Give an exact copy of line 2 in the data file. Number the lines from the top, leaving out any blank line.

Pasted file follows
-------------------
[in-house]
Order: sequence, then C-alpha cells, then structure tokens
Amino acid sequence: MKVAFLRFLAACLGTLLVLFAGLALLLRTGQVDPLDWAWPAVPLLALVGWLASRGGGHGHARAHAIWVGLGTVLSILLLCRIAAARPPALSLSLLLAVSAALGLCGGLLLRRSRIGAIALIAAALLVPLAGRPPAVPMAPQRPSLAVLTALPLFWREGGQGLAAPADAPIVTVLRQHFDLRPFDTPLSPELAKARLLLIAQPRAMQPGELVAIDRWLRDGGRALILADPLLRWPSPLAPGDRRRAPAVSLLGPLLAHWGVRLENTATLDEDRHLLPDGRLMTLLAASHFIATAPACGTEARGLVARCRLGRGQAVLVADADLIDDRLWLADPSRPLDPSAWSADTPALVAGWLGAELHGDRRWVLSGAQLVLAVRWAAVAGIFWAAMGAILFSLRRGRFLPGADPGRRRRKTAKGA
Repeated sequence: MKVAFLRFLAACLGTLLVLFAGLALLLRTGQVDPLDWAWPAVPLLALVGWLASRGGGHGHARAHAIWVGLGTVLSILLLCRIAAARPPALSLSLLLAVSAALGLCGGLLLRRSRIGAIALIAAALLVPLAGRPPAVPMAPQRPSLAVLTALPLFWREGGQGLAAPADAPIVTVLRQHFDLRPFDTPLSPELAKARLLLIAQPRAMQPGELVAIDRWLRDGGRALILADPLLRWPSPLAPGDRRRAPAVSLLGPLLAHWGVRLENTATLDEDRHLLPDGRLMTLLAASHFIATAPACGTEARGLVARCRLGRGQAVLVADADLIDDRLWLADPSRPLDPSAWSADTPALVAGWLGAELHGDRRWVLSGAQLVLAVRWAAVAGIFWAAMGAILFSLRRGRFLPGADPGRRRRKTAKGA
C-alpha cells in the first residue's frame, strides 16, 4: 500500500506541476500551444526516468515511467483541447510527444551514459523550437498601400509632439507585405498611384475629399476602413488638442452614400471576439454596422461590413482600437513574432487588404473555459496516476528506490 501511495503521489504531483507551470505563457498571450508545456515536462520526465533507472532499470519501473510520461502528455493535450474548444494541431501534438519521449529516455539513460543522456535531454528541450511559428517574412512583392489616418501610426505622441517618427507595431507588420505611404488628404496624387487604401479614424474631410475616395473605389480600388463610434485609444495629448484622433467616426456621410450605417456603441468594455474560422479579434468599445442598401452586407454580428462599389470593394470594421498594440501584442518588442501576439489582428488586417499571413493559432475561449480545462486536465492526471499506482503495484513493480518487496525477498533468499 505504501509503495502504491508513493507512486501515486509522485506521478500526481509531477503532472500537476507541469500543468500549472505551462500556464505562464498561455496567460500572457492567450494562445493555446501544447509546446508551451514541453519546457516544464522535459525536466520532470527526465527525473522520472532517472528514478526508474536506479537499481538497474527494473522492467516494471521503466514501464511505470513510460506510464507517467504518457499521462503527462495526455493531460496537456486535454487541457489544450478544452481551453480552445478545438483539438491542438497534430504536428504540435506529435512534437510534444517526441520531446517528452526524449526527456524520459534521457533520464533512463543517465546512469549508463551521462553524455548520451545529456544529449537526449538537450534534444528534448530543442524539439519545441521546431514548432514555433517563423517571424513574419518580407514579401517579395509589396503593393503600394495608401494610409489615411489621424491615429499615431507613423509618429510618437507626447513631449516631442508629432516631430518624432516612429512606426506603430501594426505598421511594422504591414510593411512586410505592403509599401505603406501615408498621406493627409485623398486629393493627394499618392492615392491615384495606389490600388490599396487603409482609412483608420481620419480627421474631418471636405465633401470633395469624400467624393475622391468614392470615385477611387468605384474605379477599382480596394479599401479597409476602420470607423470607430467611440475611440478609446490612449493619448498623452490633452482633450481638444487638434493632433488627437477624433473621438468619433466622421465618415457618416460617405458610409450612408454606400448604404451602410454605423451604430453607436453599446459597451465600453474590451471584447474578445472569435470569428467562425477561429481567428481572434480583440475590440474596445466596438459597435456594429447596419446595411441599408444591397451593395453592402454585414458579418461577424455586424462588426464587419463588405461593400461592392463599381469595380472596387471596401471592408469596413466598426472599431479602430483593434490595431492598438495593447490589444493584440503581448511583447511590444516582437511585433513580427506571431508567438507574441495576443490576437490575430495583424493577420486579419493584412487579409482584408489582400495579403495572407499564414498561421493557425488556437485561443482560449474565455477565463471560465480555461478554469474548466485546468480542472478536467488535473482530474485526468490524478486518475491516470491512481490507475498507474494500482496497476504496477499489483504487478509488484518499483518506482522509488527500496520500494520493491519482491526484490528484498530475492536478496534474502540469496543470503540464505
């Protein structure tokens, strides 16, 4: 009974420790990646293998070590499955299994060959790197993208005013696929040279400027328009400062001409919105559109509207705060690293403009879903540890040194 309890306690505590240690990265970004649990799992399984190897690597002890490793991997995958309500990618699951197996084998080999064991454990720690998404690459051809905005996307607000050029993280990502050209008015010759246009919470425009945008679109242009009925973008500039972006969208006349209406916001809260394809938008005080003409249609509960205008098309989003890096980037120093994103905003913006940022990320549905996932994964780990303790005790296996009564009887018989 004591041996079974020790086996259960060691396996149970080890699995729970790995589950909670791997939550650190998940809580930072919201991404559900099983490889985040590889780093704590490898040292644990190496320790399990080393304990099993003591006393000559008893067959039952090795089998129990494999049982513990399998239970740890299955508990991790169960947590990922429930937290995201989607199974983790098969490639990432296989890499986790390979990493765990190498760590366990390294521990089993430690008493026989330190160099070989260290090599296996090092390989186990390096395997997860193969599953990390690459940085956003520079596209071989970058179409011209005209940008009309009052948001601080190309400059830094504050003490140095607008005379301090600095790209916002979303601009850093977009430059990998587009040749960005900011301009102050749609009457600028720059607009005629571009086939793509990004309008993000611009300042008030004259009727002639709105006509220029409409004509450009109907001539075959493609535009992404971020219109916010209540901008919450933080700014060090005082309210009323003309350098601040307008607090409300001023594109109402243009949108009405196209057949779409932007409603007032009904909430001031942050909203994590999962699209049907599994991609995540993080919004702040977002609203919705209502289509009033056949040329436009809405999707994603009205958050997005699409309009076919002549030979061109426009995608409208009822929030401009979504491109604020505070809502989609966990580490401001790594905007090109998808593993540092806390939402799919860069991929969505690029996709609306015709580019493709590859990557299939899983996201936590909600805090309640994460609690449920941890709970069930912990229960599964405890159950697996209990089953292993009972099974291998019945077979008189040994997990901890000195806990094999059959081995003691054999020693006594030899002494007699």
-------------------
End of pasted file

Order: sequence, then C-alpha cells, then structure tokens